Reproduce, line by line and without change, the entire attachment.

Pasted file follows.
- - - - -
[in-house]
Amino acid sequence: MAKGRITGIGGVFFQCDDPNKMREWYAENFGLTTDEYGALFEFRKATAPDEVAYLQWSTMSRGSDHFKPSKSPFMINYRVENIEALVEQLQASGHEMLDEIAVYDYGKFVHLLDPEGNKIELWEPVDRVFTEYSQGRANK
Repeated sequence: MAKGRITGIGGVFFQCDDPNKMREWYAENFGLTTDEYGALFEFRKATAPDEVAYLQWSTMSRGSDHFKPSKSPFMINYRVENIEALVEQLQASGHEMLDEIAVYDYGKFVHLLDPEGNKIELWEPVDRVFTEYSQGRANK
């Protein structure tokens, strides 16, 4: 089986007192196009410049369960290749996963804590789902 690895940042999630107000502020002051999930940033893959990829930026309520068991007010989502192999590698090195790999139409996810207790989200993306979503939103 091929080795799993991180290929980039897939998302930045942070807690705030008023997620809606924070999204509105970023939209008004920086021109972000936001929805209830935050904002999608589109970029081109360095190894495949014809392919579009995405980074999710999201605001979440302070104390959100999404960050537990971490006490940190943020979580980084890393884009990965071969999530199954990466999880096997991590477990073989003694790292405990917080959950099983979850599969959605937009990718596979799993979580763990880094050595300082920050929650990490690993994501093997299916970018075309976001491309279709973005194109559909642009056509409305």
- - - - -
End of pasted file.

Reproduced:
[in-house]
Amino acid sequence: MAKGRITGIGGVFFQCDDPNKMREWYAENFGLTTDEYGALFEFRKATAPDEVAYLQWSTMSRGSDHFKPSKSPFMINYRVENIEALVEQLQASGHEMLDEIAVYDYGKFVHLLDPEGNKIELWEPVDRVFTEYSQGRANK
Repeated sequence: MAKGRITGIGGVFFQCDDPNKMREWYAENFGLTTDEYGALFEFRKATAPDEVAYLQWSTMSRGSDHFKPSKSPFMINYRVENIEALVEQLQASGHEMLDEIAVYDYGKFVHLLDPEGNKIELWEPVDRVFTEYSQGRANK
């Protein structure tokens, strides 16, 4: 089986007192196009410049369960290749996963804590789902 690895940042999630107000502020002051999930940033893959990829930026309520068991007010989502192999590698090195790999139409996810207790989200993306979503939103 091929080795799993991180290929980039897939998302930045942070807690705030008023997620809606924070999204509105970023939209008004920086021109972000936001929805209830935050904002999608589109970029081109360095190894495949014809392919579009995405980074999710999201605001979440302070104390959100999404960050537990971490006490940190943020979580980084890393884009990965071969999530199954990466999880096997991590477990073989003694790292405990917080959950099983979850599969959605937009990718596979799993979580763990880094050595300082920050929650990490690993994501093997299916970018075309976001491309279709973005194109559909642009056509409305």